One of the many indelible musical things that seem to happen in New Orleans and seemingly nowhere else is the strong sense of community between musicians.
On any given night on Frenchmen Street, musicians who ought to be competing for gigs and audiences are instead sharing the stage.
But that spirit of camaraderie doesn’t stop with live performances, and it isn’t limited to just one genre or type of musician.
Anders Osborne produces blues albums for other musicians while delving into the blues himself.
Derrick Tabb has made it his mission in life to inspire and educate the next generation of New Orleans musicians.
Jon Cleary instantly bonded with fellow transplanted keyboard master Nigel Hall, and the two work together instead of compete.
The list goes on and on, but it’s worth highlighting that for a host of up and coming jazz musicians, New Orleans Jazz Orchestra maestro Irvin Mayfield has facilitated countless musical collaborations in the past decade.
One such outgrowth of the NOJO that has earned a spotlight at this year’s Jazz Fest is the Trumpet Mafia, a wrecking crew of New Orleans based trumpet players making waves around the world.
Led by trumpeter and longtime NOJO member Ashlin Parker, Trumpet Mafia formed organically as a group of NOJO members and other assorted musicians started to gather for daily practices.
“Trumpet Mafia started in 2013 when I got back from Switzerland, during that really, really hot summer,” Parker said. “Some of us trumpet players got together in the Ninth Ward, and because there were no gigs and it was hot like Mars, we just practiced all day.”
Through a flurry of texts and social media posts, Parker got the word out that they were “shedding,” or practicing.
Like moths to a flame, the musicians gravitated to the informal and communal shedding sessions.
“All of the sudden, there’s like 15 cats that came by,” Parker said. “Everybody came at least twice, and benefitted from the forum that we started.”
All musical egos and performance baggage were checked at the door.
“We’re all here doing the same job,” Parker said. “Instead of competing with each other, we’re trying to help each other. We’re trying to figure out ‘what do you do on this problem?’ We’re sharing issues, sharing warm ups, exercises, things like that.”
The practices that led to the formation of the Trumpet Mafia ended up lasting for four months, with the musicians shedding at least eight hours each day.
When Delfeayo Marsalis and his Uptown Jazz Orchestra hosted a battle of the bands against Russia’s Igor Butman Jazz Orchestra in January of 2014, Parker welcomed the visiting trumpet players with open arms.
“We took the whole Russian trumpet section to my house,” Parker said. “People were having nosebleeds we were practicing so hard. It was such an intense practice session.”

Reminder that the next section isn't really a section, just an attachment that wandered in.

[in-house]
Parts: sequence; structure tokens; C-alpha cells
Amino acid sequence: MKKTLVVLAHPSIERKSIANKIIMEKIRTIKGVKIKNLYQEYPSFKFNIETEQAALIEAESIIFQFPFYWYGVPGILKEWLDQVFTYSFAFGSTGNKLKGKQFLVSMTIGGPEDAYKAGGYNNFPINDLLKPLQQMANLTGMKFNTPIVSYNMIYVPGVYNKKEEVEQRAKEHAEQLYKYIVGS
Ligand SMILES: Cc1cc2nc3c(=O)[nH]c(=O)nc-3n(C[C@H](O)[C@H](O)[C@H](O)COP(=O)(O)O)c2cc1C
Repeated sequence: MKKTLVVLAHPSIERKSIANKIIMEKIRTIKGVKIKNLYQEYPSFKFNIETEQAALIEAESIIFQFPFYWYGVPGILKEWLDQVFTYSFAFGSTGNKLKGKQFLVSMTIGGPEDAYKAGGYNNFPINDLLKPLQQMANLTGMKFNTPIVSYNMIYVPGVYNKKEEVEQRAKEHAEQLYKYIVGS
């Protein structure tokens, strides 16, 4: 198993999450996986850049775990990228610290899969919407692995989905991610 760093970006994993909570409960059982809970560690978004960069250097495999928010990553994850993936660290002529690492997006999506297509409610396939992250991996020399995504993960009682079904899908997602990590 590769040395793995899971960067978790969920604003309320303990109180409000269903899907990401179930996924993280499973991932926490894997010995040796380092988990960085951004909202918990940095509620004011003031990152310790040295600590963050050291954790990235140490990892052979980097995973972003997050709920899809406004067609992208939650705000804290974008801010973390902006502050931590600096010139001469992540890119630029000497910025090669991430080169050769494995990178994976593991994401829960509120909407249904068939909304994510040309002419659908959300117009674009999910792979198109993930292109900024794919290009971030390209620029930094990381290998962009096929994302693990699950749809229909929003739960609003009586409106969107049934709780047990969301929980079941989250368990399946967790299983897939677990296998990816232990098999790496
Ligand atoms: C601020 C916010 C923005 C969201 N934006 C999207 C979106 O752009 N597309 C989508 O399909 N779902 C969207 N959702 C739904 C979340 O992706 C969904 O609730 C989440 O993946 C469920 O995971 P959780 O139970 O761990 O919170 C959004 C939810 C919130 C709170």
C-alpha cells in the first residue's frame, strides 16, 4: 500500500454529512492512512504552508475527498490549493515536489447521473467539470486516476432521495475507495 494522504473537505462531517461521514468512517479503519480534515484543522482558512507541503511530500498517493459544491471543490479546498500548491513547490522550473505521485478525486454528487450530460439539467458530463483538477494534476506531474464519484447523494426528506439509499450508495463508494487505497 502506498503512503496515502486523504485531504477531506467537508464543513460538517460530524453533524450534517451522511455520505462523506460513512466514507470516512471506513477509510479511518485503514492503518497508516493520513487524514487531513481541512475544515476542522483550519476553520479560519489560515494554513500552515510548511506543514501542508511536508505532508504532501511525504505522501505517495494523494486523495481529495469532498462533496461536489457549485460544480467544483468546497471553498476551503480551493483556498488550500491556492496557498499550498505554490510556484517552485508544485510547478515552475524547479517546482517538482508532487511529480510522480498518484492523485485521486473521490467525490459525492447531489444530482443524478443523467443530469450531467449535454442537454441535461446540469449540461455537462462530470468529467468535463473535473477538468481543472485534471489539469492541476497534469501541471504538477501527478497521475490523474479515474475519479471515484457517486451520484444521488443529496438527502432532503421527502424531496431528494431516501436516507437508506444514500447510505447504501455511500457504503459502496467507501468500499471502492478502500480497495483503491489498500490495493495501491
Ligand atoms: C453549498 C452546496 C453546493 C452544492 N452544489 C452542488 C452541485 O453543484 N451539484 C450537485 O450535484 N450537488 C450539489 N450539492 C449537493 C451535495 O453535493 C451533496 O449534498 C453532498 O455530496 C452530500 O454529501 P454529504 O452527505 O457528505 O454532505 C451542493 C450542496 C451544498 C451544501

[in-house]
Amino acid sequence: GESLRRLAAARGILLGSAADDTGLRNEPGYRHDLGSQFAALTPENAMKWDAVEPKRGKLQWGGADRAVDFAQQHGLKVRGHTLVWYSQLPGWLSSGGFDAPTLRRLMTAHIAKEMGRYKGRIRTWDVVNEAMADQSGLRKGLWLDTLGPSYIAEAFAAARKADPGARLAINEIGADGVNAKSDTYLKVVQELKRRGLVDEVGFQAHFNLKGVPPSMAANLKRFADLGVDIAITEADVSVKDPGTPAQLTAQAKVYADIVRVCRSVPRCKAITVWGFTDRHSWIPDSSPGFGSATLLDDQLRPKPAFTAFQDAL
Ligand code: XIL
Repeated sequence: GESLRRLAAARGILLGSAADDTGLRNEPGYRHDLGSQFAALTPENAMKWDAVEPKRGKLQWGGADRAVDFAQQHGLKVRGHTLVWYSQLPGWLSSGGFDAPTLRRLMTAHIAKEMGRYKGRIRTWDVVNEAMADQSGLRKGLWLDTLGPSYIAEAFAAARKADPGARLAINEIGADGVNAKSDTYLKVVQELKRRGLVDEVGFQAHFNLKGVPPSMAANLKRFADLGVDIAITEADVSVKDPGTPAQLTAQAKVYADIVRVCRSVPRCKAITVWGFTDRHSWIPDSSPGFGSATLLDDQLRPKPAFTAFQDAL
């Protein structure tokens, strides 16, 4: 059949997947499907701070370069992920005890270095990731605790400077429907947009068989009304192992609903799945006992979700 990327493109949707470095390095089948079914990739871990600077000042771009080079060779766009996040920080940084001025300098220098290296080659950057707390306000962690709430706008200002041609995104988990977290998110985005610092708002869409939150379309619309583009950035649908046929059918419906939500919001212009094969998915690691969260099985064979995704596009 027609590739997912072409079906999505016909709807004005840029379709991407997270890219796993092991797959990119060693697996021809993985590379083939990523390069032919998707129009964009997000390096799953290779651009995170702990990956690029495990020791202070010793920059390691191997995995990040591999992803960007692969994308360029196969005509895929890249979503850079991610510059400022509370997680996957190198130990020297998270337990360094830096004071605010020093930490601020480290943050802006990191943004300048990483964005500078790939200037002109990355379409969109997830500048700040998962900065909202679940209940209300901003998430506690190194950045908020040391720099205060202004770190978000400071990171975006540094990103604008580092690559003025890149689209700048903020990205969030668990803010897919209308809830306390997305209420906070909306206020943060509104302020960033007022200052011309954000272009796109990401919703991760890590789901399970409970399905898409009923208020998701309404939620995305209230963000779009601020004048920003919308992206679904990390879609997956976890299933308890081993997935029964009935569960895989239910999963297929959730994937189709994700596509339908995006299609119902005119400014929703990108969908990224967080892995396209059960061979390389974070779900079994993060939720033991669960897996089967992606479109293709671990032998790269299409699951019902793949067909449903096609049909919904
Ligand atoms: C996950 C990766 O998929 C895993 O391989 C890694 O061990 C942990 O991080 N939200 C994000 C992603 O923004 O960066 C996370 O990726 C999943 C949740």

One of the Russian trumpeters noticed something strange.
“Every 10 minutes, another trumpet player would walk in to my house,” Parker said. “One of the Russians said ‘Man, there are so many trumpet players. It is like a trumpet mafia!’ He coined it. We’re like ‘That’s damn right what it is!’”
Soon after, the loose and informal group with a newly minted name began to coalesce around Parker’s natural leadership skills.
“There was a point where we would practice our exercises in harmony, rather than in unison,” Parker said. “One day, we were practicing something really difficult, and one of the guys said ‘Damn, we sound good. We could actually perform this.’”
In early September of 2014, Branden Lewis, Alex Massa, Chris Cotton, Grayson Hackleman, James Williams, and Julian Addison joined Parker on the balcony of his Frenchmen Street apartment to film a performance of the Duke Ellington standard “Caravan” that Parker arranged for the band for OffBeat.com.
A little more than one month later, Trumpet Mafia performed at Tulane University as part of the Jazz at the Rat series, blending hip hop and traditional jazz in a well-received formal debut.
After the show, the musicians all hopped in a limo for the ride back to Frenchmen Street.
As they spilled out onto the busy street amid a throbbing Thursday night crowd, everyone within a five block radius became aware of one thing: Trumpet Mafia had arrived.
The next step ended up being an invitation to play at Jazz Fest, which Parker readily accepted.
He immediately started lining up special guests for the band’s festival debut.
“For Jazz Fest, I’ve got some crazy hitters on this one, not even New Orleans cats,” Parker said. “The first special guest artist is Leroy Jones. We’re going to do an original composition ‘Louie’s Lamentation’ that’s a dirge. We’re going to do a dirge at Jazz Fest.”
After Jazz Fest, the next step for the band is to begin recording, but Parker is taking one thing at a time.
Parker’s arrangement of a Harold Batiste tune called “Harlis Laughing” for a performance at Snug Harbor caught the attention of Jesse McBride, who plans on connecting the band with Batiste so the elder master can see his work performed by a new wave of musicians.
“One thing that we really want to do is pay homage, that’s really important for us” Parker said. “Before we go to the studio, we need to pay homage. These cats are still here. It’s crazy. We get to play this beautiful music, and that’s just what we need to do. That’s satisfaction.”
The mafia is all about respect, after all.